Researchers get $12 Million to visualize the immune system in action

Cutting-edge imaging technologies that allow scientists to watch the immune system work in real time are leading to a greater understanding of how we combat infection and disease. With a new $12 million grant, local researchers will use this knowledge to explore strategies to better fight infections like the flu and beat back overactive immune responses in disorders like rheumatoid arthritis and lupus.

The five-year project, led by Deborah J. Fowell, Ph.D., dean’s professor in the department of microbiology and immunology at the University of Rochester Medical Center, builds on a $9 million grant that her team received in 2014.

Both program project grants were awarded by the National Institute of Allergy and Infectious Diseases at the National Institutes of Health.

Experts in immunology, vaccine biology, biomedical engineering, optics and physics will come together to investigate how the immune system functions in live mice.

They’ll take advantage of the University’s Multiphoton Core Facility, which contains state-of-the-art systems enabling in vivo (Latin for “in the living”) imaging and analysis.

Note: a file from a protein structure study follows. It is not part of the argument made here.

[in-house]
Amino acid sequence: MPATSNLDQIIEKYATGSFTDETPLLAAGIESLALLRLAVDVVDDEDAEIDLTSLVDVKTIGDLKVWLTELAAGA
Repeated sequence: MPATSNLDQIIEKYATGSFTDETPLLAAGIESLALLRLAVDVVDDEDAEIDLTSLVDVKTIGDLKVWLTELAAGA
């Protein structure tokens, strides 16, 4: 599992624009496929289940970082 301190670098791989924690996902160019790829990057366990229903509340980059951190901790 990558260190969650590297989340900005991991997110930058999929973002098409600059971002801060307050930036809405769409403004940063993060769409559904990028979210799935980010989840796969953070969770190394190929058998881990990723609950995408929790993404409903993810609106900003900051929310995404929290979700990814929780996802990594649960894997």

Immune cells imaged in the skin

“When we take cells out of their natural environment and study them in a dish we’re missing out on a lot of biology,” said David J. Topham, Ph.D., a study project leader and professor of microbiology and immunology at URMC. “Imaging and tracking live cells is an emerging theme in immunology and one that I think is going to move forward meaningful discoveries in the field.”

In addition to Fowell and Topham, project leaders include Minsoo Kim, Ph.D., James F. Miller, Ph.D., and Patrick Oakes, Ph.D. scientists from Cornell and Loyola University will collaborate with the team, as well.

“With the previous grant we made a lot of observations that led to potential pathways for manipulating the immune response,” said Fowell. “Now we have molecular targets to investigate to improve or suppress immune responses in the tissues we’re looking at.”

Project goals for the new grant include:

• Developing tools and techniques to mark and guide immune system cells into tissues

• Exploring the movement of immune system cells through inflamed skin tissue

• Understanding how the immune system responds to flu infection in the airways

“Our projects are highly complementary, which makes each of the individual projects stronger than standing on their own,” said Topham, who will lead work related to flu infection. “Everyone involved – students, post-docs, and faculty – learn from each other. In our case, the whole is definitely greater than the sum of its parts.”

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